Lam Kin Chung v. Soka Gakkai International of Hong Kong Ltd
Court of First Instance
Miscellaneous Proceedings No 1002 of 2017
Harris J in Chambers
14–15 March 2018

Company law — statutory derivative action — application for leave to commence statutory derivative action on behalf of charitable company limited by guarantee — whether in best interests of company — members’ resolutions ratifying impugned transactions — distinction between ratification of impugned transaction and breach of duty by director authorising such transaction — ratification legally effective if members sufficiently informed about conduct when voting — Companies Ordinance (Cap.622) ss.733, 734 

C was a charitable company formed to promote Buddhism and limited by guarantee. P, a member of C, was granted interlocutory leave under s.733 of the Companies Ordinance (Cap.622) to commence a statutory derivative action against 19 former and present directors (Ds), alleging that in breach of, inter alia, their duties as directors: (a) Ds procured the sale at an undervalue of a property and the purchase at an overvalue of a property by C (the Property Claims); and (b) Ds received remuneration from C; and D4 had wrongly profited from contracts between C and X, a company of which he was a director and shareholder (collectively, the Conduct Claims). C objected, relying on s.734 of the Ordinance, arguing that the Board’s independent directors and C’s members had decided it was not in C’s interests for the proceedings to continue. Four resolutions were passed, each by a majority of over 91% of the members at an extraordinary general meeting which ratified the two property transactions and approved the Board’s decision that it was not in C’s best interest to pursue directors for repayment of their salaries (the Resolutions).

Held, granting leave for the action to continue in respect of the Property Claims, but not the Conduct Claims that:

1) Where a company ratified an impugned transaction, this did not mean it had released the director who authorised that transaction from liability for breach of duty. Here, none of the Resolutions was worded as a release of the directors’ liabilities and none extinguished such cause of action as existed (Nordic International Ltd v Morten Innhaug [2017] 3 SLR 957 applied). (See paras.8–10.)

2) Members of a company incorporated by guarantee for charitable purposes had an obligation to use their rights and exercise their vote in the best interests of the charity, not in their own interests or in a manner detrimental to the company’s charitable objects. However, this did not prevent members from either ratifying a transaction or excusing a breach of duty, provided any recommendations to do so by the board were framed with regard to relevant considerations and sufficient accurate and relevant information. If ratification were resolved on the relevant criteria, it would be legally effective (The Children’s Investment Fund Foundation (UK) v AG [2018] 2 WLR 259 considered). (See paras.12, 14.)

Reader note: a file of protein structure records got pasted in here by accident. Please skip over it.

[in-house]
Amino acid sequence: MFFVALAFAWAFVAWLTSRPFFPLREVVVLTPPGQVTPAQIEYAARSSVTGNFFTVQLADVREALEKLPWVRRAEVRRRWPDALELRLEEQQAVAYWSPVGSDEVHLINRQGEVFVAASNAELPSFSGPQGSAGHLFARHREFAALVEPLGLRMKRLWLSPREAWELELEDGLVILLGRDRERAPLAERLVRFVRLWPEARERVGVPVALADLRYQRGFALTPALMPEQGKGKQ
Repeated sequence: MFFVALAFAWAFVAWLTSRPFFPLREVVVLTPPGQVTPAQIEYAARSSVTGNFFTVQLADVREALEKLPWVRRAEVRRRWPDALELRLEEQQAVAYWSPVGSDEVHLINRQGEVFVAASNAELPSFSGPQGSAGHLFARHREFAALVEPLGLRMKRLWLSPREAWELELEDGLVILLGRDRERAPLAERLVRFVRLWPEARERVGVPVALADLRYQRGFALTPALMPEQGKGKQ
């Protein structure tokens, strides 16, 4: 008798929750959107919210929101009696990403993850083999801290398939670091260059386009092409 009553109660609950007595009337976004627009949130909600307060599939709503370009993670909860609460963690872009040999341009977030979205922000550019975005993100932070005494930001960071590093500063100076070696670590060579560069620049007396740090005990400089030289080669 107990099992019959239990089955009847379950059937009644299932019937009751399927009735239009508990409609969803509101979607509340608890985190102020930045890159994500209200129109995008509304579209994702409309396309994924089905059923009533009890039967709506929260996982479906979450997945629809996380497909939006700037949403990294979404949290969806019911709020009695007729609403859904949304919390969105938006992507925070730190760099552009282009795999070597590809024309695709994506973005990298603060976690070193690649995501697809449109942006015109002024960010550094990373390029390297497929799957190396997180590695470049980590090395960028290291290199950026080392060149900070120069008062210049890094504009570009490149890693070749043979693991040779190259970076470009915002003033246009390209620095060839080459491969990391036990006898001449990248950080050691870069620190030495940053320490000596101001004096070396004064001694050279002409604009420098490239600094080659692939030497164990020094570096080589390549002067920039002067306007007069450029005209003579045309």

3) Here, the issues were not adequately or accurately explained to members and they did not reach a well-informed decision. The notice of general meeting contained insufficient information and was clearly slanted towards the Resolutions. A properly advised board would have formed a committee of independent directors who would have obtained independent advice to determine whether it was in C’s interests to proceed with any of the claims; they would have prepared a paper for the board and called on it to vote for the committee’s recommendation. A meeting of members might then have been convened to vote on resolutions to ratify the transactions, or excusing any alleged breach of duty. The notice of general meeting would have been accompanied by the committee’s recommendations containing relevant documents such as the statement of claim. (See para.16.)

5) Notwithstanding, it was not in C’s interest to allow the Conduct Claims. These were due to oversights, and if the facts had been properly explained, the members would have released the directors from liability for the breaches. Given C’s charitable objects, it was probable most members would consider these claims objectionable and most third parties would consider them ethically questionable. (See para.17.)


This was an application by a member of a charitable company limited by guarantee for leave to continue a statutory derivative action against 19 intended defendants. The facts are set out in the judgment.


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